Take Friends: Again I've seen this sort of deliberate artifice even in ordinary people. A number of friends will read the same article, listen to the same piece of news item and chose to give it a spin that is comestible to the mental palates of people they want to suck up to, as long as the information doesn't chime with the the people they want to please.

It all comes down to integrity not even perception, isn't it? It is gross, disingenuous and egregious falsity. But ambiguous messages leave room for opponents to do the business. It provokes the exact negative sentiment they want their listener to feel. We cannot always trust even the most educated people to understand our own quirks and slang...or give it the benefit of the doubt. We face a triple threat: Dishonesty, ignorance and misunderstanding.

By the way, I know many more people who read your columns, and I've read your direct quotes from them, without the honesty to cite you as their source. Just one point.
Samira Edi

Farooq, you just hit the nail on the head! And we were made to understand that Abati graduated with a First Class degree. Aside the academic aspect, I have always faulted Mr. Abati's mental strength, i.e., his inappropriate application of "wisdom" where it matters. Mr. Ima Niboro was not like that. We could see the way Niboro handled or managed issues relating to the Late Yar-Adua's health at a time cabinet members were misbehaving and our National Assembly members in a fix as to what to do.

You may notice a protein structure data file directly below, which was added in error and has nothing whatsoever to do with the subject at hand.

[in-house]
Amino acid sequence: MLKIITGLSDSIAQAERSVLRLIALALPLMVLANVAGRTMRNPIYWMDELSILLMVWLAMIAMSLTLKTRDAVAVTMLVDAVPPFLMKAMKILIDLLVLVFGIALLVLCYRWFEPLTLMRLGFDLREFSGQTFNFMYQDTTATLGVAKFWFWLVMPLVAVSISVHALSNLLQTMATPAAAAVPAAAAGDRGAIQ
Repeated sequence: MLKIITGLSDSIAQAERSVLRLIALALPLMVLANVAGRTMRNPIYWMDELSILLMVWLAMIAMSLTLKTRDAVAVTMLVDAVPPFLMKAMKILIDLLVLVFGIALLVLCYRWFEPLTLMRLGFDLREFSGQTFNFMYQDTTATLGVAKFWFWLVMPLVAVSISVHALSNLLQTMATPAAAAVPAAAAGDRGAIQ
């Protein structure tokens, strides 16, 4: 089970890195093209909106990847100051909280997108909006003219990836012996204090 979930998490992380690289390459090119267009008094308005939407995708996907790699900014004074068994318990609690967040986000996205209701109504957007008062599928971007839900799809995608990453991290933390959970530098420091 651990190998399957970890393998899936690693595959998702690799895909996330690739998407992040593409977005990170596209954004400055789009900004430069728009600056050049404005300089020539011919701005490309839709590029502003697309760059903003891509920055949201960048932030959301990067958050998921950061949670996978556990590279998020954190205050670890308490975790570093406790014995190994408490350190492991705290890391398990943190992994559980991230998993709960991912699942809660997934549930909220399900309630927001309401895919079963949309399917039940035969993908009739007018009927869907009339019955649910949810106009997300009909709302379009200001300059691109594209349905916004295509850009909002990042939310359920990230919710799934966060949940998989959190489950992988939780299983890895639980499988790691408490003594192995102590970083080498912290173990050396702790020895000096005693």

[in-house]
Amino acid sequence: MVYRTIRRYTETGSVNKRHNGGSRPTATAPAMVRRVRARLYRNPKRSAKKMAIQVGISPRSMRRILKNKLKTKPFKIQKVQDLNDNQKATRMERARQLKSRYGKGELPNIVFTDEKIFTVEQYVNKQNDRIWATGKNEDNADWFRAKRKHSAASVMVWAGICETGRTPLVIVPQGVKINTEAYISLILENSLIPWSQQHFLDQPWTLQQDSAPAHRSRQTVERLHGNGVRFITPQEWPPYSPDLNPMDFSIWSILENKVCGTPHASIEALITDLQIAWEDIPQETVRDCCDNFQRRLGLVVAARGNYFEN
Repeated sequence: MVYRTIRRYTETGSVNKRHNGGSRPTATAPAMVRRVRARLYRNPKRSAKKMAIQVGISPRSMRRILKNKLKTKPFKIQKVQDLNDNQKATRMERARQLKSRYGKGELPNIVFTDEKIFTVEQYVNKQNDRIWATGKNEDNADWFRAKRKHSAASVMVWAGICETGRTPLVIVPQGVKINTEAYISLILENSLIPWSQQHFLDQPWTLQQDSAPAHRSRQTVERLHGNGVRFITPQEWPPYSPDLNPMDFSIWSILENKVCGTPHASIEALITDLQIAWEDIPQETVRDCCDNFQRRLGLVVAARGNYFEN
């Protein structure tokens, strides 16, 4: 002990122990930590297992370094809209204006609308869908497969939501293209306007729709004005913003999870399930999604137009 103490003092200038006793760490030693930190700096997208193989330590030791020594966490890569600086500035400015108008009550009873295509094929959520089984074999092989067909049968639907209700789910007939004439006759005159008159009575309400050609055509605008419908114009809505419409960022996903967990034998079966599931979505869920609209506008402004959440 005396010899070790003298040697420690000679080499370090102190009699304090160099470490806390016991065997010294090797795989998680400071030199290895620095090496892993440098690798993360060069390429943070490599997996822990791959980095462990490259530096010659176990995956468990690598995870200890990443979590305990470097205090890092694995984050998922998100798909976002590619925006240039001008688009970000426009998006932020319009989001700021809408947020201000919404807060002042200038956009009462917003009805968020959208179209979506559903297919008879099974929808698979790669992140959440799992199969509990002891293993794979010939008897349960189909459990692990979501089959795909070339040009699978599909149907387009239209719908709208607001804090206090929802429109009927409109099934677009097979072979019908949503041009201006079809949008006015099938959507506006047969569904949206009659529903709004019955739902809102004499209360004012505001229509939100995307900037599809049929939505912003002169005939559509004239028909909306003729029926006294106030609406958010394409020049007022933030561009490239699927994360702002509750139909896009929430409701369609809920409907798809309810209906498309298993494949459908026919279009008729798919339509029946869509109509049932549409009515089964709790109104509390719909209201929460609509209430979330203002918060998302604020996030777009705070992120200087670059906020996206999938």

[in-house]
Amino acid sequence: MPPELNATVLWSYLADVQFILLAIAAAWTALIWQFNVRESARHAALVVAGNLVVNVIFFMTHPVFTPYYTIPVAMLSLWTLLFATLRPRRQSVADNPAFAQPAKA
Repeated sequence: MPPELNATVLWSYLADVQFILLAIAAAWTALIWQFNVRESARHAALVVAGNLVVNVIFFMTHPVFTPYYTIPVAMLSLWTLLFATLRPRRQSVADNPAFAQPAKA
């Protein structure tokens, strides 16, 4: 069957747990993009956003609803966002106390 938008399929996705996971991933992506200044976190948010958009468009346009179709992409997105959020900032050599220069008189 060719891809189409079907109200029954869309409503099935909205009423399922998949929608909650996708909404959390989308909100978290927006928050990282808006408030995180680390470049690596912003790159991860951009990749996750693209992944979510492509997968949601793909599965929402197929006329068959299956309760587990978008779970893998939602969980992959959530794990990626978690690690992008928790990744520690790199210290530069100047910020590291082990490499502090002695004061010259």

In the US, presidential speech writers or spokespersons do their research work very well so that they do not have to embarrass their country or the Commander-in-Chief. But here, Abati seems to do everything in a rush without proper research or consultation. The end result is the over-heating of our polity as we are currently witnessing. And I tell you, Mr. Reuben Abati is embarrassing me.
Christopher Godwin Akaba